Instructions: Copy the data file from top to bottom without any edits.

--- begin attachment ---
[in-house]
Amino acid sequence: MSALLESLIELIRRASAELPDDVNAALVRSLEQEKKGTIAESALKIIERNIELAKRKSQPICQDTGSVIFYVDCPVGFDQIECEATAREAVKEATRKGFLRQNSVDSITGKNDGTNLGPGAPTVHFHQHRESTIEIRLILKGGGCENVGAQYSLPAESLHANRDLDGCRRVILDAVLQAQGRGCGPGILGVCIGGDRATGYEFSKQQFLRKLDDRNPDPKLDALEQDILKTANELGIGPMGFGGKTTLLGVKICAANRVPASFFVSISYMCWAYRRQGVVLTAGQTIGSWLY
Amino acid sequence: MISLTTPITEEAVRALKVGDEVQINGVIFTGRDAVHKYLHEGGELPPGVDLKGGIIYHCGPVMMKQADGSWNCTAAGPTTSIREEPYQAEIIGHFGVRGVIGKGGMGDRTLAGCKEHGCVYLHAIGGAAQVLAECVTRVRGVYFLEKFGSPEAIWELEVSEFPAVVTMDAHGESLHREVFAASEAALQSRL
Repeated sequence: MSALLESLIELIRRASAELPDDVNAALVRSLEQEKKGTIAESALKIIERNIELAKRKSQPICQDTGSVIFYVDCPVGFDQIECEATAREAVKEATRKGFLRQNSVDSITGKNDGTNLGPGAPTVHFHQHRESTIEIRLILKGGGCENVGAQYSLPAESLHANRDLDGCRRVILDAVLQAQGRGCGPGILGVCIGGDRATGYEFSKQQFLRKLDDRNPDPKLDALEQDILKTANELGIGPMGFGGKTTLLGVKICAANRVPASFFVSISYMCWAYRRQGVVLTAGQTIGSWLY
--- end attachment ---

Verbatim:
[in-house]
Amino acid sequence: MSALLESLIELIRRASAELPDDVNAALVRSLEQEKKGTIAESALKIIERNIELAKRKSQPICQDTGSVIFYVDCPVGFDQIECEATAREAVKEATRKGFLRQNSVDSITGKNDGTNLGPGAPTVHFHQHRESTIEIRLILKGGGCENVGAQYSLPAESLHANRDLDGCRRVILDAVLQAQGRGCGPGILGVCIGGDRATGYEFSKQQFLRKLDDRNPDPKLDALEQDILKTANELGIGPMGFGGKTTLLGVKICAANRVPASFFVSISYMCWAYRRQGVVLTAGQTIGSWLY
Amino acid sequence: MISLTTPITEEAVRALKVGDEVQINGVIFTGRDAVHKYLHEGGELPPGVDLKGGIIYHCGPVMMKQADGSWNCTAAGPTTSIREEPYQAEIIGHFGVRGVIGKGGMGDRTLAGCKEHGCVYLHAIGGAAQVLAECVTRVRGVYFLEKFGSPEAIWELEVSEFPAVVTMDAHGESLHREVFAASEAALQSRL
Repeated sequence: MSALLESLIELIRRASAELPDDVNAALVRSLEQEKKGTIAESALKIIERNIELAKRKSQPICQDTGSVIFYVDCPVGFDQIECEATAREAVKEATRKGFLRQNSVDSITGKNDGTNLGPGAPTVHFHQHRESTIEIRLILKGGGCENVGAQYSLPAESLHANRDLDGCRRVILDAVLQAQGRGCGPGILGVCIGGDRATGYEFSKQQFLRKLDDRNPDPKLDALEQDILKTANELGIGPMGFGGKTTLLGVKICAANRVPASFFVSISYMCWAYRRQGVVLTAGQTIGSWLY